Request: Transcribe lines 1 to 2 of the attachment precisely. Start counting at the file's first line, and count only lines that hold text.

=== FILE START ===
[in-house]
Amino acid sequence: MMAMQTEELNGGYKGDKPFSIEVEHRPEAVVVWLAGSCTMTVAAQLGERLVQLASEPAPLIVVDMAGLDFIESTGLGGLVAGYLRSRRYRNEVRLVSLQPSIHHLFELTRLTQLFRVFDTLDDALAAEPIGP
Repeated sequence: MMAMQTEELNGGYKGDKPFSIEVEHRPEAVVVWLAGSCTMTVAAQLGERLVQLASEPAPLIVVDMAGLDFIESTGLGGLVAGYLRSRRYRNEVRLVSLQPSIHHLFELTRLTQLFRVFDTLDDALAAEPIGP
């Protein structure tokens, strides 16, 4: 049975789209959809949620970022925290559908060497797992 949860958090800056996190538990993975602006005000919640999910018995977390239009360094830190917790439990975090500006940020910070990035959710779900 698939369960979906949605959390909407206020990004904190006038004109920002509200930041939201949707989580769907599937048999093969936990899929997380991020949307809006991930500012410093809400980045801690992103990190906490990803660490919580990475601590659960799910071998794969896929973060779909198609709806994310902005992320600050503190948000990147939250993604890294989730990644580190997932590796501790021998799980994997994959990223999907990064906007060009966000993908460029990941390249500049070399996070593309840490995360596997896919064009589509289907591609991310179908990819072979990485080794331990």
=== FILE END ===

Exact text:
[in-house]
Amino acid sequence: MMAMQTEELNGGYKGDKPFSIEVEHRPEAVVVWLAGSCTMTVAAQLGERLVQLASEPAPLIVVDMAGLDFIESTGLGGLVAGYLRSRRYRNEVRLVSLQPSIHHLFELTRLTQLFRVFDTLDDALAAEPIGP